Theoretical Background and research questions/hypothesis: eBaby4U is a multiphase project to improve infant feeding/health outcomes (including breastfeeding) among African American (AA) teen mothers. To our knowledge, eBaby4U is the only online resource that specifically targets this audience. eBaby4U’s smartphone-enabled website and nine companion videos deliver scientifically accurate and culturally relevant infant feeding/health information. eBaby4U fills an important gap in culturally relevant outreach to AA teen mothers, who have extremely low breastfeeding rates (Li et al, 2005). For Phase I, we produced, pilot-tested, and launched the eBaby4U.com website and nine teen parent educational videos on YouTube, including Prenatal Nutrition; A Day in the Life of a Teen Mom; Breastfeeding Myths; Breastfeeding Part 1; Breastfeeding Part 2; Introducing Your Baby to Solid Foods; Bottle Feeding Myths; SLEEP: For You & Your Baby; and My Baby is Stressing Me Out!. For Phase II, we implemented surveys (N=53) and in-depth interviews (N=59) among minority teen/young mothers (13-25 years old) recruited at Early Head Start Centers in rural Mississippi to collect data on how participants access infant feeding/health information online and barriers to optimal infant feeding (including breastfeeding). During Phases I-II, we determined that sustainability is a key component of online resources such as eBaby4U. To help meet this need, we conducted the eBaby4U Sustainability Project. Borchers’ (2013) Persuasion in the Media Age forms the project’s theoretical framework.
Methods: Borchers states that effective persuaders in the media age have five objectives: 1) forming relationships with their target audience(s), 2) repetition/branding, 3) electronic eloquence, 4) commoditization, 5) storytelling. For the eBaby4U Sustainability Project, we enlisted teams of racially/ethnically diverse university students enrolled in a communication course on persuasion to compete in a service-learning project to develop a persuasive campaign strategy—including a social media toolkit—to drive AA teen mothers to eBaby4U. Service-learning’s goal—which links academic coursework to meaningful community service—is to develop students who have increased critical thinking skills and cultural awareness (Kezar, 2002; Mitchell, 2008).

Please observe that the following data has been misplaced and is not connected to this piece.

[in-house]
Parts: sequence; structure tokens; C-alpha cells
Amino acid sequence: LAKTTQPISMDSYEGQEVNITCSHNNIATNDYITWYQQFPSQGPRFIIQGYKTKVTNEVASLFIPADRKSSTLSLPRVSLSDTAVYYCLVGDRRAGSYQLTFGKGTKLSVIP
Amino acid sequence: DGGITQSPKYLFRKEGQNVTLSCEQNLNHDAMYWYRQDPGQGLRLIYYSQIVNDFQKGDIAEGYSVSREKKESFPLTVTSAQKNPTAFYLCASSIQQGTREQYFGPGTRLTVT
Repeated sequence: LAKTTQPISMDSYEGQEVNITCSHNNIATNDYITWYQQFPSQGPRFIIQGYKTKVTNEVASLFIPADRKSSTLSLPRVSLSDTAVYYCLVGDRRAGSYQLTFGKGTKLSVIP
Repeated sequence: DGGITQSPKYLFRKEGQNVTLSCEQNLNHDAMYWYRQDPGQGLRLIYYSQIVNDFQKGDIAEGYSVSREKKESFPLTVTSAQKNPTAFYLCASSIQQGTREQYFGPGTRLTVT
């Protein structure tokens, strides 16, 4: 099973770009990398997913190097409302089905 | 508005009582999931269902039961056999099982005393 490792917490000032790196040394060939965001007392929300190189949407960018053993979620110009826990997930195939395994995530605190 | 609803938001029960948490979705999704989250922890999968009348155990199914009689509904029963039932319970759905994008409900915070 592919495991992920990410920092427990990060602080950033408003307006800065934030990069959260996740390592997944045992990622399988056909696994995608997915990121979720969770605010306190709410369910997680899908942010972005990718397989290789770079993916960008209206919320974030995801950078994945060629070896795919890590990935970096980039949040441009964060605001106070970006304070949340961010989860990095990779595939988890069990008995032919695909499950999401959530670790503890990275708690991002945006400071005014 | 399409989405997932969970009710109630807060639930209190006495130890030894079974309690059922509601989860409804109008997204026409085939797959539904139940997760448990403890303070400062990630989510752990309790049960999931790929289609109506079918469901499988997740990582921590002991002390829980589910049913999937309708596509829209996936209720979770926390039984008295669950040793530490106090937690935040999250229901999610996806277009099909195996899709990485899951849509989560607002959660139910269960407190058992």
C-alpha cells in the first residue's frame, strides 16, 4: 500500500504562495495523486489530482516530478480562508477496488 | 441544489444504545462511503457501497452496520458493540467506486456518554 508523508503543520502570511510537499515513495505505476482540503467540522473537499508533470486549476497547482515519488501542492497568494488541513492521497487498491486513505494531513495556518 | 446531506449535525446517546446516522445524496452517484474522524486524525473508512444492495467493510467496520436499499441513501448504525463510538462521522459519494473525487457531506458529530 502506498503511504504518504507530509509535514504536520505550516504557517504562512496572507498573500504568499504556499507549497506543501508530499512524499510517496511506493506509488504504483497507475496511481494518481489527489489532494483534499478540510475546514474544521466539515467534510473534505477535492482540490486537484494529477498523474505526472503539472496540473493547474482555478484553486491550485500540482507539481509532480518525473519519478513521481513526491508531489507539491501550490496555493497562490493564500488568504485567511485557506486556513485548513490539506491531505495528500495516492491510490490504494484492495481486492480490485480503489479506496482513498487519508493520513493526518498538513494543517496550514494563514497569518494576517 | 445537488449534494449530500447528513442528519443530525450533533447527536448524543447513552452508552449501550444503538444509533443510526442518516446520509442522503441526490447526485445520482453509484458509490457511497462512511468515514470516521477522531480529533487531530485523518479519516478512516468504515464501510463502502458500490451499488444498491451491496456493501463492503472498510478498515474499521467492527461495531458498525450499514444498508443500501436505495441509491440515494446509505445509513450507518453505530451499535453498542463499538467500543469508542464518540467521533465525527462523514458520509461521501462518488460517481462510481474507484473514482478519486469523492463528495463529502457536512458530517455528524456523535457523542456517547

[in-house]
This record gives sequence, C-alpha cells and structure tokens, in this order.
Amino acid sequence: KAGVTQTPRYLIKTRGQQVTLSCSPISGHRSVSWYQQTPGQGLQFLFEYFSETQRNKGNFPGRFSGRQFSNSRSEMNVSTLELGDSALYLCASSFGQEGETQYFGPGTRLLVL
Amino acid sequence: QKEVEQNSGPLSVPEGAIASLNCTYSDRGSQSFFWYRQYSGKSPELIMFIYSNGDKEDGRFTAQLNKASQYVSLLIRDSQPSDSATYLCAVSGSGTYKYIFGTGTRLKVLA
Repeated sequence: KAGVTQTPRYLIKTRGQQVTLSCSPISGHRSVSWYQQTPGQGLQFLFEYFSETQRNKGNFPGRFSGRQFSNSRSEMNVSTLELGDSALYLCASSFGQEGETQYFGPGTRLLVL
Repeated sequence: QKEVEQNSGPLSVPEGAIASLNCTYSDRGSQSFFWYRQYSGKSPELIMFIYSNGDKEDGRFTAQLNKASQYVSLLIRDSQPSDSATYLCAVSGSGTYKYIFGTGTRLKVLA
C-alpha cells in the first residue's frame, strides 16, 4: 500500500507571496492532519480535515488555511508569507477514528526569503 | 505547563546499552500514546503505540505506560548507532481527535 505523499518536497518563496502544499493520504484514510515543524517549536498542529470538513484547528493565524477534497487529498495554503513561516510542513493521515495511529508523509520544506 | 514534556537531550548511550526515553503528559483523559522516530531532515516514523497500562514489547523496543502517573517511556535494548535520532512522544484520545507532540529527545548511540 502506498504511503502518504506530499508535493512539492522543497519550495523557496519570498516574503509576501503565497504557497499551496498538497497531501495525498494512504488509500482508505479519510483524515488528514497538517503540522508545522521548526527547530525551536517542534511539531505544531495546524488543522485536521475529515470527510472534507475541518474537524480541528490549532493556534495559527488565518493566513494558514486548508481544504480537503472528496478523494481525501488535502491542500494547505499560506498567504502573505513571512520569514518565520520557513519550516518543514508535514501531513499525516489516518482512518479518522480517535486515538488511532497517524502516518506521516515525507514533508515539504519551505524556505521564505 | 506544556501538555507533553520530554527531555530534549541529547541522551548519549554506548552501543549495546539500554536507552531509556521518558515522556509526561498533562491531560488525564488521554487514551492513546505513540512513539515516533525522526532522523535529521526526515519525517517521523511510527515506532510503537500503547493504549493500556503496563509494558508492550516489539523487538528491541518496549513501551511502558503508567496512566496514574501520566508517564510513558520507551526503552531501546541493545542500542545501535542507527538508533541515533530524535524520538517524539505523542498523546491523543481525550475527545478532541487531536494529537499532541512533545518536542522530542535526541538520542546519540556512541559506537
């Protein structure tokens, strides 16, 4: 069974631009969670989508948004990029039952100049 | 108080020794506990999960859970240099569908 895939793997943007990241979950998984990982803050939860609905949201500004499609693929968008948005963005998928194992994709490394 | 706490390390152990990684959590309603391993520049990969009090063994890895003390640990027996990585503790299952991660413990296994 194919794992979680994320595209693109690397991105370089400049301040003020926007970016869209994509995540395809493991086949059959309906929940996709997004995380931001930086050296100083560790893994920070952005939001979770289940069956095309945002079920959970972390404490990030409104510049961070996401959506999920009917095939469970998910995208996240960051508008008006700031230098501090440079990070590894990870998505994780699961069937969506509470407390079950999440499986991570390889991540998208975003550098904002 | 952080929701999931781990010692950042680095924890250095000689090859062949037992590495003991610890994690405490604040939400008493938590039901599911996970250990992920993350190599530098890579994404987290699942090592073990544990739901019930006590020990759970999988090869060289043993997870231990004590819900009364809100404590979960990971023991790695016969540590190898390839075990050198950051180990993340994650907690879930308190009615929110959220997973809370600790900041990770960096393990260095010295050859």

Results: Each team of students developed a culturally relevant social media toolkit that incorporated all five of Borchers’ elements to motivate the target audience to visit eBaby4U. An expert panel of judges with backgrounds in eHealth/media outreach evaluated the toolkits/team presentations and selected a winning entry to be implemented to sustain eBaby4U.
Conclusions: In university settings, using a service-learning model to link coursework to community service can be an effective means to leverage the knowledge/skills of tech-savvy students in the service of “communicating to advance the public’s health” (IOM, 2015) long after a grant’s funds have been expended.
Implications for research and/or practice: Innovative approaches to address the critical gap in culturally relevant and easily accessible online content to optimize public health outcomes among hard-to-reach audiences are needed. The eBaby4U Sustainability Project is a case study in harnessing the service-learning model in order to link academic coursework with public health persuasion targeting hard-to-reach AA teen mothers. We discuss implications for the application of social media to enhance health outcomes among such traditionally hard-to-reach target audiences.